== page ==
The Lebanon Library Board of Trustees let stand its unanimous June decision to devote some of the library’s excess bandwidth to a node, or “relay,” for Tor, after a full room of about 50 residents and other interested members of the public expressed their support for Lebanon’s participation in the system at a meeting Tuesday night.
Read more on Valley News.

Do we have a common understanding of appropriate policing to serve as a basis for appropriate drone use?
Veronique Dupont reports:
Drones are increasingly making their mark in the arsenal of US police forces, operating in a legal gray area and sparking concerns of constant surveillance of civilians.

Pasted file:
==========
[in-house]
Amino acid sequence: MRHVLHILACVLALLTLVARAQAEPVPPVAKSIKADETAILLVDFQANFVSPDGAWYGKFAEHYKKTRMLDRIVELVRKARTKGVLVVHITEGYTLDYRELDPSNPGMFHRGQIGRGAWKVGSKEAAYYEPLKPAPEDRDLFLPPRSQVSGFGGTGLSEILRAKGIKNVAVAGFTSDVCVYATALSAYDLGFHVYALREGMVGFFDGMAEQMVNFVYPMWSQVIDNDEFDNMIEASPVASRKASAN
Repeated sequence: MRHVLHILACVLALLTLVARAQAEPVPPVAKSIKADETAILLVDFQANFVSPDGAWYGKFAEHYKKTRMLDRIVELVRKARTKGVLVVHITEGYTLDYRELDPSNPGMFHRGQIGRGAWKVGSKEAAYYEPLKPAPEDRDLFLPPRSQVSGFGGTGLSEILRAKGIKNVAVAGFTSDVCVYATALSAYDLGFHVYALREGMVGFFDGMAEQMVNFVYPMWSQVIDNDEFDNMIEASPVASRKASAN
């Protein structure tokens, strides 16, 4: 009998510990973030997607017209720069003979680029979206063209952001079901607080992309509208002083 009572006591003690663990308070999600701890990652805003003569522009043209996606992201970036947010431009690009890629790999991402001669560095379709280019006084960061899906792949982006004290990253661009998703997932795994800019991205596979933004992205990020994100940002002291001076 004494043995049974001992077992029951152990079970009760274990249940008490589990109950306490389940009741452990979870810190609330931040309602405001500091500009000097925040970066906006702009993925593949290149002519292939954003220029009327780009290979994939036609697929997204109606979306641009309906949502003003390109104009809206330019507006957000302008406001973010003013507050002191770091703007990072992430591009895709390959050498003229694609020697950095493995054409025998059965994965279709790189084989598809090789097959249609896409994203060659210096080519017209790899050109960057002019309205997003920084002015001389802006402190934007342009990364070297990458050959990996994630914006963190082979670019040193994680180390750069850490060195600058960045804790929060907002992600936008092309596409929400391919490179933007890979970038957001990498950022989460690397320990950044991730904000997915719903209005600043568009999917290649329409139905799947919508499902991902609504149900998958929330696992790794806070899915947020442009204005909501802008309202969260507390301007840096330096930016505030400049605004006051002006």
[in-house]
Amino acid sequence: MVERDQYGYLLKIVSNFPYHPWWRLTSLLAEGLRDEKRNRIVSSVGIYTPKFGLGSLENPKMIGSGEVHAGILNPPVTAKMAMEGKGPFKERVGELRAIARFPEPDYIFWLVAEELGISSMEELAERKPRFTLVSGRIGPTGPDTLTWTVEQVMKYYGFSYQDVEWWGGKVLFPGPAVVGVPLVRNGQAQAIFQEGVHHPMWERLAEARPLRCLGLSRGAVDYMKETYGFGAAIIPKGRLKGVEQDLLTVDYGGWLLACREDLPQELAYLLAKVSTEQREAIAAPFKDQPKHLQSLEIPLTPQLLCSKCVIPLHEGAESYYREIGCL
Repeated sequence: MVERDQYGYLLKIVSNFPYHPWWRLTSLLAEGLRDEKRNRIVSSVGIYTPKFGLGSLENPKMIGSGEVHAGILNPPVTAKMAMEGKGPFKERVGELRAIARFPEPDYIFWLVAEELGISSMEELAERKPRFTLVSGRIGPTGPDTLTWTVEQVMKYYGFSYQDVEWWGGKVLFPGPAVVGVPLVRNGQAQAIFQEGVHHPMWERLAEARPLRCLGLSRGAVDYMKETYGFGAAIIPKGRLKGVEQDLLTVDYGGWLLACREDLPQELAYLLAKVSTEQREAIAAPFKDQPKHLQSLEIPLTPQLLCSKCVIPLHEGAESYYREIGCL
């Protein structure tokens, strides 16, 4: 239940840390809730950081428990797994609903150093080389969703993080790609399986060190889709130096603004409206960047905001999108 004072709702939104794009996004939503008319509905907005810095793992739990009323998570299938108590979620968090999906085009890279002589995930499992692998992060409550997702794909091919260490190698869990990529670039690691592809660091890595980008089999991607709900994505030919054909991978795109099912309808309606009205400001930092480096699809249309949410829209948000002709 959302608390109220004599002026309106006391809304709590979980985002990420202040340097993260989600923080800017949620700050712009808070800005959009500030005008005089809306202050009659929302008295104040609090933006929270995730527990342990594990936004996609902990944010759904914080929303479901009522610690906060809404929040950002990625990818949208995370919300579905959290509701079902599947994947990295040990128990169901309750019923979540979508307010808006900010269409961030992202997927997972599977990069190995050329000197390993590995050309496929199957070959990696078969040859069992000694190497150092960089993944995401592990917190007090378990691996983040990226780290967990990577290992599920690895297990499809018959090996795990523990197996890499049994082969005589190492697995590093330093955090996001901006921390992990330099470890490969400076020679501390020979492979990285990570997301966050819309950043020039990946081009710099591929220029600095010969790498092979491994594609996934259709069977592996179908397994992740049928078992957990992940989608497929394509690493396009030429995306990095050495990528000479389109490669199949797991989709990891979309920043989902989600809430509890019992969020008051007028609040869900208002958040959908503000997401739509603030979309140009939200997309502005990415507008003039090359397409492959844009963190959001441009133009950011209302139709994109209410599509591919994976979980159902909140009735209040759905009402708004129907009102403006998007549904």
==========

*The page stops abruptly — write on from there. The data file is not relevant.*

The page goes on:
The specter of armed drones surfaced with a law passed in North Dakota last month that allows police to equip the aircraft with teargas.
“It’s still a bit of a Wild West,” said American Civil Liberties Union (ACLU) policy analyst Jay Stanley.
Read more on Yahoo.

Should I categorize this as a marketing tool or a security warning?
I created a fake business and bought it an amazing online reputation
If you live in the Bay Area and have looked for something special to spice up a birthday party, you might have discovered the Freakin’ Awesome Karaoke Express, a truck that promises to deliver an unbelievable selection of songs to your doorstep. You might have seen a review on Yelp that said it’s perfect for a girl’s night out or a Facebook review that mentioned it being a crowd-pleaser at a neighborhood block party. You may have been impressed by its 19,000 Twitter followers, and considered hiring this mobile song-slinging truck to drive up to your next outdoor shindig.